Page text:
Eyes are complex organs made of many important parts. When viewing the world around us, we are heavily relying on our eyes’ ability to refract light. Light from objects passes through the cornea and lens which refract, or bend, the light onto the retina to create the image in the brain. Refractive vision errors result from changes to the shape of the eye which causes problems with sight. 


Refractive errors that distort vision


Astigmatism, myopia, hyperopia, and presbyopia are types of refractive vision errors that can happen to anyone, but they are often genetically determined. Refractive errors can be caused by problems with the shape of the cornea or lens, the eyeball growing too long or too short, or just the general aging of the eyes. 


Untreated refractive errors are the leading cause of vision impairment and the second most common cause for blindness worldwide, finds a recent study. Vision issues must be taken seriously and corrected, as poor vision can lead to lost employment opportunities, additional health issues like headaches and strain, and impacted quality of life. The 2020 Vision Loss Expert Group, in research published in The Lancet, estimates that more than 86 million people worldwide have moderate or severe vision impairment due to uncorrected refractive errors. 


While at work, poor vision leads to loss of productivity and a higher chance for mistakes. The United States Occupational Safety and Health Administration (OSHA) estimates that workplace eye injuries can lead to an estimated $300 million a year in lost productivity, medical treatment costs and worker compensation. Vision impairment can also have disastrous results, from eye injuries to long-term damage and blindness. Workers often depend on their eyesight to do their jobs to the best of their abilities.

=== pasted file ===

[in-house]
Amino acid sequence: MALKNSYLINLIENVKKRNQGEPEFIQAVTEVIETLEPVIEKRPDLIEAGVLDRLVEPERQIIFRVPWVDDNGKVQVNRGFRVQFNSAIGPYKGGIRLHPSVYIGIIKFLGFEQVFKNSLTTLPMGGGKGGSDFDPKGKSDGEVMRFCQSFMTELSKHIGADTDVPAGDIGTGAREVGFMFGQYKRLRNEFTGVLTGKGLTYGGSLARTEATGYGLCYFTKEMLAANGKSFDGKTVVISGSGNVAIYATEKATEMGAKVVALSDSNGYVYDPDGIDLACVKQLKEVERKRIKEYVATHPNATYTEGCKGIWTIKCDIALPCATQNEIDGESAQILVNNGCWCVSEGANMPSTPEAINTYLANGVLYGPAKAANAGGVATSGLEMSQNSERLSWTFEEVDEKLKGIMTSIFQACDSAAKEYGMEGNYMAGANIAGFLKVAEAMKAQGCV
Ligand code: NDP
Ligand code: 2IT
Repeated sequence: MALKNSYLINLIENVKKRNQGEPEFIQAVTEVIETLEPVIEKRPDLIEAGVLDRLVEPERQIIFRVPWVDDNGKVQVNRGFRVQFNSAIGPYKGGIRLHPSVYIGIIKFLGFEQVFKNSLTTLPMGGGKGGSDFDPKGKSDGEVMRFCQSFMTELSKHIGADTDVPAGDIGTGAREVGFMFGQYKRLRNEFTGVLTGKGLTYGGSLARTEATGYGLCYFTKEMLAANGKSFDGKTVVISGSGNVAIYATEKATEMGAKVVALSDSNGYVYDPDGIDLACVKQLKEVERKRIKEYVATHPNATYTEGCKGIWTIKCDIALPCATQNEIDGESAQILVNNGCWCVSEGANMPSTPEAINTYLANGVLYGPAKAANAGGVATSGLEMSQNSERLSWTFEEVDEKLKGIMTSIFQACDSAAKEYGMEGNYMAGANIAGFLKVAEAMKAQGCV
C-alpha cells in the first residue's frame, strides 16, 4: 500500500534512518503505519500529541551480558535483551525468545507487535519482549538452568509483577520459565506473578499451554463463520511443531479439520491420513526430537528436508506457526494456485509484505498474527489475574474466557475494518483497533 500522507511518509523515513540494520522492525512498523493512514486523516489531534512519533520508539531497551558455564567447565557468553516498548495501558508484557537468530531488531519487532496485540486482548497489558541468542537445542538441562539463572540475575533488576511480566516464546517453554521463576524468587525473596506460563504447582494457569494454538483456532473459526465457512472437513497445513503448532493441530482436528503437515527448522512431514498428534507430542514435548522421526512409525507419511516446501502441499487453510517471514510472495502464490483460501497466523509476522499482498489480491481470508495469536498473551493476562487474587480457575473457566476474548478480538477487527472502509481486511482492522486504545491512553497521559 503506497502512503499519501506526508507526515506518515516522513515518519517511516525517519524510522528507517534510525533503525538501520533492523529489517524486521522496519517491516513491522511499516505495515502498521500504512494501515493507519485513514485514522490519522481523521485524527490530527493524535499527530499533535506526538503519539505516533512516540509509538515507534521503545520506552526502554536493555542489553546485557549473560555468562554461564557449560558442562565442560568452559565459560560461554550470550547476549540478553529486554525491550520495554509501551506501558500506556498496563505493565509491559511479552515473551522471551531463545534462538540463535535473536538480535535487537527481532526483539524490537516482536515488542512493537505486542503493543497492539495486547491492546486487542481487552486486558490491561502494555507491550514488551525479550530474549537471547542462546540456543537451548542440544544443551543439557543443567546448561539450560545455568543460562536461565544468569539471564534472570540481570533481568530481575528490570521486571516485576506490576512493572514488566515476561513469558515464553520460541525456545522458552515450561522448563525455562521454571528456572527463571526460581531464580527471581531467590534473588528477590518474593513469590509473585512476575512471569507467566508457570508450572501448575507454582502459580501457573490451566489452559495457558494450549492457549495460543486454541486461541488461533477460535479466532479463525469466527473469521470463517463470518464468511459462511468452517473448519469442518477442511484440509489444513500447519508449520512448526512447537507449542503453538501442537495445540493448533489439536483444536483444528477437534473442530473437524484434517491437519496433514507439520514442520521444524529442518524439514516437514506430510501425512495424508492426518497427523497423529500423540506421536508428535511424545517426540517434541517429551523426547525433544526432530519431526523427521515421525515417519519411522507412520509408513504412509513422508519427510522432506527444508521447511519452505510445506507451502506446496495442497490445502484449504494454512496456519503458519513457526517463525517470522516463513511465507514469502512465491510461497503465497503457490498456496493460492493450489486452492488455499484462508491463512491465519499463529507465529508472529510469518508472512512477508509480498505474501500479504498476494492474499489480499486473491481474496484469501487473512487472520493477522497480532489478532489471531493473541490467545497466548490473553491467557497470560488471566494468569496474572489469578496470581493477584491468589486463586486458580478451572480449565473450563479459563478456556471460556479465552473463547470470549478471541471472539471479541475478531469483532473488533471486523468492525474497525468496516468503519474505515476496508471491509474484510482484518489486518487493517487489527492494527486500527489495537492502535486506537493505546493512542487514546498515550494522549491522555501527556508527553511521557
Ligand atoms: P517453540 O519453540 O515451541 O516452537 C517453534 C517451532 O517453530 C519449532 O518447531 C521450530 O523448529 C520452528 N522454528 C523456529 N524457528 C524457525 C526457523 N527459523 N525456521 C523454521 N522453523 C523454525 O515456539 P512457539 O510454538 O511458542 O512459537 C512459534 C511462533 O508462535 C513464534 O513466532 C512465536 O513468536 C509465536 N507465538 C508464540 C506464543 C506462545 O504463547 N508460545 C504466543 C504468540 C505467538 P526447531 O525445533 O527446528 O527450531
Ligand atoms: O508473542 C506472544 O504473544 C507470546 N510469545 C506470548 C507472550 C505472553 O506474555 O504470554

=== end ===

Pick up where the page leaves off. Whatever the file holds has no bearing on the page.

Astigmatism is a common refractive vision error resulting from an abnormal shape of the cornea or lens. In this condition, the eye does not focus light evenly on the retina, rather the focal point of the light is distorted. This causes objects up close or a further distance to appear blurry or distorted. 


People with astigmatism may also have trouble seeing at night or need to squint to see clearly. It may also be combined with nearsightedness or farsightedness. People can be born with astigmatism or develop it later in life. A dilated eye exam can be used to check for astigmatism. Fortunately, astigmatism can be corrected with prescription eyewear, but if left untreated, can result in headaches and eye strain.

Myopia — nearsightedness 


Myopia is a refractive error that makes distant objects appear blurry or out of focus; it’s commonly known as nearsightedness, meaning you can see things that are nearby easier. Myopia results from problems with the shape of the cornea or lens or from the eyeball growing too long from front to back. This causes refracted light to focus in front of the retina, rather than on it. Symptoms include trouble seeing things far away, eye strain, and squinting to see.